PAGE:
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Labor Law: New Virginia law makes it a crime to inquire about prior convictions for marijuana
Labor Law

Labor Law: New Virginia law makes it a crime to inquire about prior convictions for marijuana

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Karen Michael

Karen Michael is an attorney with Richmond-based KarenMichael PLC.

Virginia employers are trying to keep up with the influx of changes and updates to the Virginia employment law landscape, including changes to the state’s marijuana laws.

It still remains unlawful for a person to knowingly or intentionally possess marijuana unless the substance was obtained directly from, or pursuant to, a valid prescription or order of a practitioner while acting in the course of his professional practice, or except as otherwise authorized by the Drug Control Act. Such cases can be prosecuted.

However, under a new state law that took effect July 1, a person who possesses marijuana “is subject to a civil penalty of not more than $25.”

Thus, while it is unlawful to possess marijuana, the consequences are only civil offenses, not criminal, which explains the ongoing narrative that marijuana possession has been decriminalized in Virginia.

Because marijuana possession is no longer considered a crime, Virginia lawmakers passed new legislation prohibiting prior marijuana convictions from barring employment. The new law made certain past marijuana convictions undiscoverable and then prohibited employers from asking about anything that is undiscoverable.

Under the new Virginia code, certain prior marijuana conviction records are now under seal, meaning they cannot be open for public inspection or otherwise disclosed, with a few exceptions, such as applications to purchase a firearm.

“An employer or educational institution shall not, in any application, interview, or otherwise, require an applicant for employment or admission to disclose information concerning any arrest, criminal charge, or conviction against him when the record relating to such arrest, criminal charge, or conviction is not open for public inspection pursuant to subsection,” according to the new law.

The law also states, “An applicant need not, in answer to any question concerning any arrest, criminal charge, or conviction, include a reference to or information concerning any arrest, criminal charge, or conviction when the record relating to such arrest, criminal charge, or conviction is not open for public inspection pursuant to subsection.”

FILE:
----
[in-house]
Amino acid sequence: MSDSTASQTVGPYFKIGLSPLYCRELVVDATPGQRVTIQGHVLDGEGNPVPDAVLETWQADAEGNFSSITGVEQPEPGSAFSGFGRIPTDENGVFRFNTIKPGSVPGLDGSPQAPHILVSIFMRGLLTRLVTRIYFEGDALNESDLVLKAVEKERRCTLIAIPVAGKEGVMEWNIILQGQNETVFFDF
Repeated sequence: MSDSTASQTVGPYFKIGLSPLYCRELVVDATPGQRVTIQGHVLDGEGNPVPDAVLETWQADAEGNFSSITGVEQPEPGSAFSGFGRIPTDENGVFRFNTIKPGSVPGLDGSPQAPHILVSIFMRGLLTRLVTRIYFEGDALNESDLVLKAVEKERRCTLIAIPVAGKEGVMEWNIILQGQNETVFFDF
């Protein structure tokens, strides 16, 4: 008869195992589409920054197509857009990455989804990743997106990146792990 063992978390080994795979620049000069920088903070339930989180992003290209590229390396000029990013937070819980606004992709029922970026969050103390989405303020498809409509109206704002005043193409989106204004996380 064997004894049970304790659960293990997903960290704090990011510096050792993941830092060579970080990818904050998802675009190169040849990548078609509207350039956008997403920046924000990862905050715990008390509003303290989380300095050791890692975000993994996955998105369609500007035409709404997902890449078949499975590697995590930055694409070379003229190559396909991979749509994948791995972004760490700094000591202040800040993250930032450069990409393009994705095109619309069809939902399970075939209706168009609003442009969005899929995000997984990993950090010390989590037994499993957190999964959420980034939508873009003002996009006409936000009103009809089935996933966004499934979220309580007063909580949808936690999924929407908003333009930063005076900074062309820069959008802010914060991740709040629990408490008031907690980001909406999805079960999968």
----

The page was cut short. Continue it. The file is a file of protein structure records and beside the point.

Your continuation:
The law similarly applies to agencies, officials and employees of the state and local governments.

A job applicant cannot be denied employment solely because the person refuses to disclose information concerning such arrest, criminal charge or conviction.

The law states that violations can result in criminal prosecution as a Class 1 misdemeanor for each.

In Virginia, this means it is not a crime to possess marijuana but it is a crime to inquire about prior convictions for marijuana that are undiscoverable and then use that information in the employment setting.

Employers need to make sure they are updating their hiring practices, including applications and background screenings, to comply with the new law.

The prohibited provisions are different from employers conducting drug screening on prospective or current employees. Nothing in the law prevents companies from conducting such drug screening tests and denying employment based on those results.

Furthermore, marijuana remains a controlled substance under federal law, and therefore employees who use marijuana for medical purposes are not protected by the Americans with Disabilities Act.

As state and federal laws continue to conflate and conflict, and new legislation is being considered frequently, employers are wise to continue to update policies and practices and seek advice on the latest information for hiring and employment practices.

Karen Michael is an attorney with Richmond-based KarenMichael PLC. She can be reached at kmichael@karenmichaelconsulting.com.

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